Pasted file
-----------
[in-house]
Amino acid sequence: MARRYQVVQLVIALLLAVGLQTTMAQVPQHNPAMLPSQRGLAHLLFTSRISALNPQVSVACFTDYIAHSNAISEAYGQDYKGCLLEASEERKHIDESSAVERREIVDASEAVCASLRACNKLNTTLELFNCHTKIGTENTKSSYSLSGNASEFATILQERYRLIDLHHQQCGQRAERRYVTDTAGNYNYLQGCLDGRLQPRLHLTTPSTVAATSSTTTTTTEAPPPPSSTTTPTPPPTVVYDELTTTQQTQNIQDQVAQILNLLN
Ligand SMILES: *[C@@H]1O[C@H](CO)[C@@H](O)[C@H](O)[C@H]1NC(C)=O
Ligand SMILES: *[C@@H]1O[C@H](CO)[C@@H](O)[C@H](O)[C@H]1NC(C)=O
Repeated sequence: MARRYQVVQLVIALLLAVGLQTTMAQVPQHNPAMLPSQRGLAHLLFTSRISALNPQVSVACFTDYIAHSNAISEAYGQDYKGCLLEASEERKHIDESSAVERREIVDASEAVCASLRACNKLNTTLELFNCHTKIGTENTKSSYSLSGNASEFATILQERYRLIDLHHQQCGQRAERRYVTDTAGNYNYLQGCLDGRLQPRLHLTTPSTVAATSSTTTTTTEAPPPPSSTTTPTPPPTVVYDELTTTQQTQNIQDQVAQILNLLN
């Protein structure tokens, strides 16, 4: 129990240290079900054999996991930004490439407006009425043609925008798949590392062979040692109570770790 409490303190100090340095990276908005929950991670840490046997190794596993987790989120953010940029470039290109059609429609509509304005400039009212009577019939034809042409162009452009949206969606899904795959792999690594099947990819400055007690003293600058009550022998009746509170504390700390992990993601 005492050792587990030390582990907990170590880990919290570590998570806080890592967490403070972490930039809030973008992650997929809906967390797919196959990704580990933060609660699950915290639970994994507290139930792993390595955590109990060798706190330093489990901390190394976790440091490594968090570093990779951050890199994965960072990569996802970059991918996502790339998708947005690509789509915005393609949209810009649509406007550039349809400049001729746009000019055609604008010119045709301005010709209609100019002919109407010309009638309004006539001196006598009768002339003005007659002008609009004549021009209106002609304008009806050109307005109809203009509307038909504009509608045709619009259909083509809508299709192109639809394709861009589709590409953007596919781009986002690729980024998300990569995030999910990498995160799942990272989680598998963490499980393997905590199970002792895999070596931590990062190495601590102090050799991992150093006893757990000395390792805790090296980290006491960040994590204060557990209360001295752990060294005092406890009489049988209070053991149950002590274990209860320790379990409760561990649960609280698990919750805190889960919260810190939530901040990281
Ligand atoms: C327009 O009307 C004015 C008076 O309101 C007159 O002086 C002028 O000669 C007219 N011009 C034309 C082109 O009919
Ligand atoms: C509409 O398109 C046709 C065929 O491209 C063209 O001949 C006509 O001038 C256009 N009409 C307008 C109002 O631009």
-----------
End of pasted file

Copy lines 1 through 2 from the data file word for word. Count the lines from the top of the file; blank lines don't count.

[in-house]
Amino acid sequence: MARRYQVVQLVIALLLAVGLQTTMAQVPQHNPAMLPSQRGLAHLLFTSRISALNPQVSVACFTDYIAHSNAISEAYGQDYKGCLLEASEERKHIDESSAVERREIVDASEAVCASLRACNKLNTTLELFNCHTKIGTENTKSSYSLSGNASEFATILQERYRLIDLHHQQCGQRAERRYVTDTAGNYNYLQGCLDGRLQPRLHLTTPSTVAATSSTTTTTTEAPPPPSSTTTPTPPPTVVYDELTTTQQTQNIQDQVAQILNLLN